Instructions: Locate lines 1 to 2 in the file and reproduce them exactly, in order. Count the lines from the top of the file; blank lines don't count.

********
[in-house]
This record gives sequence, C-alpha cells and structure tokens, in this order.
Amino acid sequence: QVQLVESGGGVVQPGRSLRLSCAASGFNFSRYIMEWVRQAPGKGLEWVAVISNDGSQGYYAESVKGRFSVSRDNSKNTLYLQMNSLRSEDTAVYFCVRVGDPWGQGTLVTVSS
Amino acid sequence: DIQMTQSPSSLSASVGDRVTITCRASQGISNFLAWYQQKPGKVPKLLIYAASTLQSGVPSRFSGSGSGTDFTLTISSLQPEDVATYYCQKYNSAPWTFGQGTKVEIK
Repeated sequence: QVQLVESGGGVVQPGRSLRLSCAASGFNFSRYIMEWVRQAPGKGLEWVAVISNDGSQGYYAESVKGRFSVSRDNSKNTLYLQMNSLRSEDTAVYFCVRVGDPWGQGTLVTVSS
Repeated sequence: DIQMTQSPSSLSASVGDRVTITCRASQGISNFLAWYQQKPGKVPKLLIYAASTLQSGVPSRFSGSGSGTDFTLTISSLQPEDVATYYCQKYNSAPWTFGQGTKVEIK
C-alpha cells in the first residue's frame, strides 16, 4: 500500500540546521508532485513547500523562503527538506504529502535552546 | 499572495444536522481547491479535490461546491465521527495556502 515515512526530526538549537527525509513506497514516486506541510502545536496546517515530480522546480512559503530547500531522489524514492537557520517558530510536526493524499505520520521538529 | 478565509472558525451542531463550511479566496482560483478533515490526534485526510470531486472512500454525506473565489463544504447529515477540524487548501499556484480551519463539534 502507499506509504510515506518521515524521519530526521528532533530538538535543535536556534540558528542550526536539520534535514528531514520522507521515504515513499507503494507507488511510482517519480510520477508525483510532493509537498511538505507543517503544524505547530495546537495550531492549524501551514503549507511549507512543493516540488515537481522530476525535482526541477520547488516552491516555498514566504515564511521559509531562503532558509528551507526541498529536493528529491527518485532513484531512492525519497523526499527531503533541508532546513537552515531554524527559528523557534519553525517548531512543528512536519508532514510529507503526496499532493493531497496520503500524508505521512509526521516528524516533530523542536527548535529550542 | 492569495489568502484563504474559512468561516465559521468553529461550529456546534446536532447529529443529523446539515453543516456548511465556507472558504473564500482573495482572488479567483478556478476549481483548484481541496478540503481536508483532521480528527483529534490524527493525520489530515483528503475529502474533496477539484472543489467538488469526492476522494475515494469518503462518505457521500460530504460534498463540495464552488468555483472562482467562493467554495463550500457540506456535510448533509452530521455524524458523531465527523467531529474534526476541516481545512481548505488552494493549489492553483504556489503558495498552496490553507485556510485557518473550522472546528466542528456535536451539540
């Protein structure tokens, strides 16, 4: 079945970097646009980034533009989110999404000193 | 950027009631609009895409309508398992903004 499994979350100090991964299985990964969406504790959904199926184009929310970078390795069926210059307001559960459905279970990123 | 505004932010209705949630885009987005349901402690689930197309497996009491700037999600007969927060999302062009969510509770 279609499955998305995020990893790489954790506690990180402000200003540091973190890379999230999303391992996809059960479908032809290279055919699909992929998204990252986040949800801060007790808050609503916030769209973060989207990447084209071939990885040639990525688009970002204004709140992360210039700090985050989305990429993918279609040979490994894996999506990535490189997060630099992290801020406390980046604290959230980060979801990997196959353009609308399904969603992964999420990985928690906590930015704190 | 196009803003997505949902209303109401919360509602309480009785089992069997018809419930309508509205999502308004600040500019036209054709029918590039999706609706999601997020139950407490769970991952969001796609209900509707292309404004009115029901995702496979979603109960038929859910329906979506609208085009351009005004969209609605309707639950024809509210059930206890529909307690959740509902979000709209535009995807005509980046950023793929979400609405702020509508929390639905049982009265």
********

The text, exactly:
[in-house]
This record gives sequence, C-alpha cells and structure tokens, in this order.